Dominion Energy, which supplies most of Virginia’s juice, is a good example. The Virginia Legislature passed a law saying that Dominion’s power generation had to be zero fossil fueled by 2045. Dominion developed a Plan saying how they would do this. Tucked away in passing on page 119 they say they will expand their capacity for importing power purchased from other utilities. This increase happens to be to an amount equal to their peak demand.

The plan is to buy all the MBR juice from the neighbors! But if everyone is going wind and solar then no one will have juice to sell. In fact they will all be buying, which does not work. Note that the high pressure systems which cause low wind can be huge, covering a dozen or more states. For that matter, no one has that kind of excess generating capacity today.

To summarize, for every utility there will be times when there is zero wind and solar power combined with near peak demand. Meeting this huge need is the minimum backup requirement. The huge cost of meeting this requirement is part of the cost of wind and solar power. MBR makes wind and solar extremely expensive.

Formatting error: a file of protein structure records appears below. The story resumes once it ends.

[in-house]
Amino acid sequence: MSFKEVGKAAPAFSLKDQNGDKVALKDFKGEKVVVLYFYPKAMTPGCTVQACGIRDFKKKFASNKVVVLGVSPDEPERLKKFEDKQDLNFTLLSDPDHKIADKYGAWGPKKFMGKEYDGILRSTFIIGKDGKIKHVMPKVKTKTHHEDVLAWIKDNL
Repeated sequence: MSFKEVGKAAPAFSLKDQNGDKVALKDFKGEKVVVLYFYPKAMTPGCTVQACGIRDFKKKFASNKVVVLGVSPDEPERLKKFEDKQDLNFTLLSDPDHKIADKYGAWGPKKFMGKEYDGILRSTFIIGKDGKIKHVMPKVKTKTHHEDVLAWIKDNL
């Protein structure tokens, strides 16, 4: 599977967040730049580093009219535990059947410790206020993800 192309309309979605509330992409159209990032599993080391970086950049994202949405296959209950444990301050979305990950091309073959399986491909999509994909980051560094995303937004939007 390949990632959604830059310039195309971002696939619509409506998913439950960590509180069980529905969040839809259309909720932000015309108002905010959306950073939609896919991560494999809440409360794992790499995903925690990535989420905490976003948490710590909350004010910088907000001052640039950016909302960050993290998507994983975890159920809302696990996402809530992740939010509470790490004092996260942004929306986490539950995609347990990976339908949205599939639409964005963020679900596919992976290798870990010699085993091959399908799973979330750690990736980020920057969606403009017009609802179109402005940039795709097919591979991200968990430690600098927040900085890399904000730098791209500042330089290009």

The simple question to ask the Biden Administration, the States and their power utilities is this: How will you provide power on hot or cold low wind nights?

Mark Silverstone's picture
Mark Silverstone on Mar 30, 2021

Storage is out because the cost is astronomical.

Not necessarily true in the next 10 years or so.  Especially if green hydrogen is an option. 

"Utility-scale battery storage costs decreased nearly 70% between 2015 and 2018"

It is still high, but coming down fast.

David Magill's picture
David Magill on Mar 30, 2021

"Storage is out because the cost is astronomical" "Not necessarily true."